The first few days in the room may be a busy time. Often they sleep a long time and wake up disoriented. They take long showers, and go to a laundromat. There is sudden attention to grooming, haircuts, using a toothbrush, buying white socks, replacing humiliating clothing. More sleep. They go to doctors to start clearing skin conditions that resulted from living on wet cement, and to get back on medication they took before becoming homeless. And then they cocoon.

The first three months—an emotional adjustment

It is fascinating to listen to formerly homeless people describe their first months inside. Each is so individual, and each life is full of its own meaning, yet patterns emerge that seem common to most.

After the first few days of high activity between long sleeps, there is a period, for about two months, of numbness broken by unbearably sharp feelings. People talk about not wanting to do anything, of being still and not even watching TV. During this time, most reduce their use of street drugs - they're no longer the easy victims of predatory drug dealers in the streets. They drink little alcohol, though they may smoke a lot of marijuana to dull their anxiety. Then, suddenly, they relapse, binging on street drugs or alcohol. And then they return to reduced use. Gradually, they say, they learn to stay asleep at night, and are able to develop a regular sleep pattern.

In the second month, when sleep is regular, they start to become hungry at regular intervals.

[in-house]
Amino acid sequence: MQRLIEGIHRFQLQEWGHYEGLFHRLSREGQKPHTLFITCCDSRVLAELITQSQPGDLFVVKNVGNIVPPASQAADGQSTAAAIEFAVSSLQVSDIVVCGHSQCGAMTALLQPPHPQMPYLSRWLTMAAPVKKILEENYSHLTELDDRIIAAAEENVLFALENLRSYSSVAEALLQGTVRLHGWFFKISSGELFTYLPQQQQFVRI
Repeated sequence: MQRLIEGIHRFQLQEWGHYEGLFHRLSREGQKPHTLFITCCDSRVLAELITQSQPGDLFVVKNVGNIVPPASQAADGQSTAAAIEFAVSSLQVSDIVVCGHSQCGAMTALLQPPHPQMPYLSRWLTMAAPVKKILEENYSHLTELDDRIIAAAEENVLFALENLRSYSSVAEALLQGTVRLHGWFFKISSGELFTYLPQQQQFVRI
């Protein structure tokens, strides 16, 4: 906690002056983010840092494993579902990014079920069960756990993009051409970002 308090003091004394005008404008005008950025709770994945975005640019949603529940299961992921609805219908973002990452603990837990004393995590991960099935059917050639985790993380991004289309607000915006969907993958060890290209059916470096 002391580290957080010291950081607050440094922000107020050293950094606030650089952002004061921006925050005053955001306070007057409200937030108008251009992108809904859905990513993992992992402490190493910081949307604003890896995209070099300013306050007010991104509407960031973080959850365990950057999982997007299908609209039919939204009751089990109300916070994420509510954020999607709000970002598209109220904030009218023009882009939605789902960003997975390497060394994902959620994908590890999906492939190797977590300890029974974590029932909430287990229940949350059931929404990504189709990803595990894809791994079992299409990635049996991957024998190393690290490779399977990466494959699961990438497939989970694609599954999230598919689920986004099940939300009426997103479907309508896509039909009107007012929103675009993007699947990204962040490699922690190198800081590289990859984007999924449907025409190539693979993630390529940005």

In the third month, they tell us, they become interested in the world beyond themselves. They may begin to go outside every day. They may start to check out things that interested them before they became homeless - may join the library or go to a movie. Toward the end of this third month, they often begin to seek help for mental health conditions like depression and anxiety. And they start to take a real interest in food.

By the fourth month—re-emergence

It's the fourth month of living inside that I find the most exciting to witness. This is the month when individuality, creativity and energy suddenly re-emerge. Some, who are able, start looking for work, or find a course that will lead them to employment. Others may join groups at a drop-in centre or start to volunteer at a church or service agency. One started to write a book on the computer at the library - a half hour at a time. Another bought art supplies and started to paint. Diabetics start cooking for themselves and take an interest in their diets. Some folk decide to move out of the city to a quieter community away from the memories of homelessness. There is a focused look about them. They sustain eye contact and smile easily. They can think more clearly now and want to talk.

When they lived outside, they could think only of the next few hours. After four months living inside, they look forward to a long future.

 
About the author
Judy advocates with homeless and low-income tenants for the City of Vancouver. She is currently collaborating with author Stephen Legault to write a book, 101 Solutions to Homelessness, for New Society Publishers.